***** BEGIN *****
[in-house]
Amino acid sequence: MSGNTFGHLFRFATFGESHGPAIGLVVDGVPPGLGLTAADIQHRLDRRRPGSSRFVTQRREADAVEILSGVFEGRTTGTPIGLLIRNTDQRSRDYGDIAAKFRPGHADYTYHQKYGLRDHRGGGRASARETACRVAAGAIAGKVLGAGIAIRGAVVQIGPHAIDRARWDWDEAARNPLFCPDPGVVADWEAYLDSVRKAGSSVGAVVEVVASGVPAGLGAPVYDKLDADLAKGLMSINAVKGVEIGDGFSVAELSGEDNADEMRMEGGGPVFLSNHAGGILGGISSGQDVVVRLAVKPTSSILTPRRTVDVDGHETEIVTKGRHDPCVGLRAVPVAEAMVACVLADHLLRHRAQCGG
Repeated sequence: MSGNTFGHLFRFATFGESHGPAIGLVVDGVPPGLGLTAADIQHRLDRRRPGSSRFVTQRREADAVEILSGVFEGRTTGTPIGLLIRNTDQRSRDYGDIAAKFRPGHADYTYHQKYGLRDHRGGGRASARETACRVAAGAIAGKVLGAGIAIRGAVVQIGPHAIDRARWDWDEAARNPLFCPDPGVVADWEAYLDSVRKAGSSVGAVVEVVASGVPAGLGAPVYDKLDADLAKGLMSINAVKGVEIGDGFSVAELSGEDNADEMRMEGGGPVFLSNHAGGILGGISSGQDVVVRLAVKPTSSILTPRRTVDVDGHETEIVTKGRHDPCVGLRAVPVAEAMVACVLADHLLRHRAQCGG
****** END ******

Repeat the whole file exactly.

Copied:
[in-house]
Amino acid sequence: MSGNTFGHLFRFATFGESHGPAIGLVVDGVPPGLGLTAADIQHRLDRRRPGSSRFVTQRREADAVEILSGVFEGRTTGTPIGLLIRNTDQRSRDYGDIAAKFRPGHADYTYHQKYGLRDHRGGGRASARETACRVAAGAIAGKVLGAGIAIRGAVVQIGPHAIDRARWDWDEAARNPLFCPDPGVVADWEAYLDSVRKAGSSVGAVVEVVASGVPAGLGAPVYDKLDADLAKGLMSINAVKGVEIGDGFSVAELSGEDNADEMRMEGGGPVFLSNHAGGILGGISSGQDVVVRLAVKPTSSILTPRRTVDVDGHETEIVTKGRHDPCVGLRAVPVAEAMVACVLADHLLRHRAQCGG
Repeated sequence: MSGNTFGHLFRFATFGESHGPAIGLVVDGVPPGLGLTAADIQHRLDRRRPGSSRFVTQRREADAVEILSGVFEGRTTGTPIGLLIRNTDQRSRDYGDIAAKFRPGHADYTYHQKYGLRDHRGGGRASARETACRVAAGAIAGKVLGAGIAIRGAVVQIGPHAIDRARWDWDEAARNPLFCPDPGVVADWEAYLDSVRKAGSSVGAVVEVVASGVPAGLGAPVYDKLDADLAKGLMSINAVKGVEIGDGFSVAELSGEDNADEMRMEGGGPVFLSNHAGGILGGISSGQDVVVRLAVKPTSSILTPRRTVDVDGHETEIVTKGRHDPCVGLRAVPVAEAMVACVLADHLLRHRAQCGG